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Focus On The Opportunities GM Report Provides

Let’s Focus On The Opportunities GM Report Provides For Global Leadership

The Report of the Royal Commission on Genetic Modification provides a huge opportunity for New Zealand science and business to come up with creative and novel solutions to address the concerns identified by the organic industry, the Chairman of the NZ Life Sciences Network, Dr William Rolleston, said today.

“While we can understand the disappointment of the people who made submissions to the Royal Commission they shouldn’t see their issues as having been rejected or ignored. The Royal Commission has clearly said their industry is important and that it needs to be protected.

“The Life Sciences Network agrees that a viable organic industry is important for agricultural and economic diversity. But what we shouldn’t have is an organic industry which seeks to block off other people’s options and opportunities.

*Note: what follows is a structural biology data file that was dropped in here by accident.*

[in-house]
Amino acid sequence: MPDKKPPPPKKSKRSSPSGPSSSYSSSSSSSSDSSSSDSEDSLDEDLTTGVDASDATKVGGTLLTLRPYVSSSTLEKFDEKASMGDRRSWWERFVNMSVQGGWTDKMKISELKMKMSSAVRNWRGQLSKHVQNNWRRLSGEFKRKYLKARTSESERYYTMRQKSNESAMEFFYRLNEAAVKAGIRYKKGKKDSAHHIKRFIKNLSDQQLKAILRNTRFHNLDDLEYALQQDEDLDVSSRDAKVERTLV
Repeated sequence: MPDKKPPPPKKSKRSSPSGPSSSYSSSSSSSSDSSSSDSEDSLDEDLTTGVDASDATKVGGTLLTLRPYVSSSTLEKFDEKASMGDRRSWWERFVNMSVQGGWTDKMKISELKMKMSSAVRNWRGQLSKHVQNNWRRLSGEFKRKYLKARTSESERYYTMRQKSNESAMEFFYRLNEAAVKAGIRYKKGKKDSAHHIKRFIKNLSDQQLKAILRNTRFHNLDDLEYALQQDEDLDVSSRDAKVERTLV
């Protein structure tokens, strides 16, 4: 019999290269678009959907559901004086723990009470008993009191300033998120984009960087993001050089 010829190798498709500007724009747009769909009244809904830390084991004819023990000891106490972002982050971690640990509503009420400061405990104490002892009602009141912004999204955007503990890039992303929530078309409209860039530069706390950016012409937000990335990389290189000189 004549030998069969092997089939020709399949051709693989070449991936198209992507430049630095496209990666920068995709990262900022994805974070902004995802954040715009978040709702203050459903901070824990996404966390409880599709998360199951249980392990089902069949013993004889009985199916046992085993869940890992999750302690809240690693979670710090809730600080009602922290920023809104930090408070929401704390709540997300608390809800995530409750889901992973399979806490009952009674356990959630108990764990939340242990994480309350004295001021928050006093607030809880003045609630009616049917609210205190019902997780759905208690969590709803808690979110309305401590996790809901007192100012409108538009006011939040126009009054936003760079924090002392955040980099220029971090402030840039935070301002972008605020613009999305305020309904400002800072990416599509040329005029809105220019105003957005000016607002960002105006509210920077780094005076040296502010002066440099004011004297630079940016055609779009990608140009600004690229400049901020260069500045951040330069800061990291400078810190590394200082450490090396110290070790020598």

“In preserving our options we need to make sure the options for organic farmers need to be preserved as well as those options for finding real benefit from genetic modification.

“The challenge for New Zealand science will be to find smart ways of making sure organic agriculture and GM crops can co-exist. There are many ways in which this may be achieved. The Royal Commission has already identified separation distances, buffer zones, plant-type separation, technology barriers and sterilisation technology as possible options.

“Other possible solutions, such as ensuring compatible plant types flower at different times can also be considered.

“What we should focus on now is building on New Zealand’s international reputation as an innovative culture with a strong scientific base to its agriculture and biological industries and find the answers to the global challenges of co-existence. We would lead the world with the solutions we develop. We can actually use the knowledge provided by the science and technology of genetic modification to develop sustainable solutions.

“Organic farmers and scientists should work together to find novel solutions which achieve the goal of preserving options.

“The Royal Commission’s Report has recommended a process for finding those solutions and for making sure the results are underpinned by sound science. If everyone works together we can get it right and create a win/win solution to preserve and build on all our options,” concluded Dr Rolleston

Ends


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